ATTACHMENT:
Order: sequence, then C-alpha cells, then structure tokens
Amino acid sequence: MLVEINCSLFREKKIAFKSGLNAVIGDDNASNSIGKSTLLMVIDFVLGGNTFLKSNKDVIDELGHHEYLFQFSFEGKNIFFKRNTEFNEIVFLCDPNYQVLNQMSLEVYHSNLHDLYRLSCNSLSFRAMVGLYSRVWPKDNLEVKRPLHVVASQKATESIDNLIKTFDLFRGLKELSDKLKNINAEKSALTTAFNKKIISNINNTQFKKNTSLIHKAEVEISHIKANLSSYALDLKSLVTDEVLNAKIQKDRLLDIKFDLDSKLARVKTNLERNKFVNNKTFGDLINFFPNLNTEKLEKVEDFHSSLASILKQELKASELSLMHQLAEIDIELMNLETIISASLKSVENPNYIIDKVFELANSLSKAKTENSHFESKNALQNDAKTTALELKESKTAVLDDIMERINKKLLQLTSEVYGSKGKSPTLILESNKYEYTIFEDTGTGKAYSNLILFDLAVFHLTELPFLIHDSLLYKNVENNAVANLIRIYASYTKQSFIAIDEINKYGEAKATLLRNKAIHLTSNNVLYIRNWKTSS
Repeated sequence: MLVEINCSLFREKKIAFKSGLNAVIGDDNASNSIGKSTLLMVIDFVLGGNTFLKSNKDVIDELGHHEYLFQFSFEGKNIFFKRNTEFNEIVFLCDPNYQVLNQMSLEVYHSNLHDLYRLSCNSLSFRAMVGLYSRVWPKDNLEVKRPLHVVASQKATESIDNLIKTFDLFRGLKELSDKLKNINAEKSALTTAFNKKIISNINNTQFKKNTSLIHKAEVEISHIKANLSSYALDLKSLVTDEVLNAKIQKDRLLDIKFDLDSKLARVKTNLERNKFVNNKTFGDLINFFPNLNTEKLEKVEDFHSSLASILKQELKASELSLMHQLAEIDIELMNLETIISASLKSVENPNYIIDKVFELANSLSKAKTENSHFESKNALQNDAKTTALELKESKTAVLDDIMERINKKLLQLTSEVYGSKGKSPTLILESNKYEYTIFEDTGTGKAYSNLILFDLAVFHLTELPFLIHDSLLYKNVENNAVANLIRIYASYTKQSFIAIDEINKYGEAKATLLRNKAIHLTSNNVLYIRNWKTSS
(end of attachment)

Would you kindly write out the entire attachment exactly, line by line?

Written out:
Order: sequence, then C-alpha cells, then structure tokens
Amino acid sequence: MLVEINCSLFREKKIAFKSGLNAVIGDDNASNSIGKSTLLMVIDFVLGGNTFLKSNKDVIDELGHHEYLFQFSFEGKNIFFKRNTEFNEIVFLCDPNYQVLNQMSLEVYHSNLHDLYRLSCNSLSFRAMVGLYSRVWPKDNLEVKRPLHVVASQKATESIDNLIKTFDLFRGLKELSDKLKNINAEKSALTTAFNKKIISNINNTQFKKNTSLIHKAEVEISHIKANLSSYALDLKSLVTDEVLNAKIQKDRLLDIKFDLDSKLARVKTNLERNKFVNNKTFGDLINFFPNLNTEKLEKVEDFHSSLASILKQELKASELSLMHQLAEIDIELMNLETIISASLKSVENPNYIIDKVFELANSLSKAKTENSHFESKNALQNDAKTTALELKESKTAVLDDIMERINKKLLQLTSEVYGSKGKSPTLILESNKYEYTIFEDTGTGKAYSNLILFDLAVFHLTELPFLIHDSLLYKNVENNAVANLIRIYASYTKQSFIAIDEINKYGEAKATLLRNKAIHLTSNNVLYIRNWKTSS
Repeated sequence: MLVEINCSLFREKKIAFKSGLNAVIGDDNASNSIGKSTLLMVIDFVLGGNTFLKSNKDVIDELGHHEYLFQFSFEGKNIFFKRNTEFNEIVFLCDPNYQVLNQMSLEVYHSNLHDLYRLSCNSLSFRAMVGLYSRVWPKDNLEVKRPLHVVASQKATESIDNLIKTFDLFRGLKELSDKLKNINAEKSALTTAFNKKIISNINNTQFKKNTSLIHKAEVEISHIKANLSSYALDLKSLVTDEVLNAKIQKDRLLDIKFDLDSKLARVKTNLERNKFVNNKTFGDLINFFPNLNTEKLEKVEDFHSSLASILKQELKASELSLMHQLAEIDIELMNLETIISASLKSVENPNYIIDKVFELANSLSKAKTENSHFESKNALQNDAKTTALELKESKTAVLDDIMERINKKLLQLTSEVYGSKGKSPTLILESNKYEYTIFEDTGTGKAYSNLILFDLAVFHLTELPFLIHDSLLYKNVENNAVANLIRIYASYTKQSFIAIDEINKYGEAKATLLRNKAIHLTSNNVLYIRNWKTSS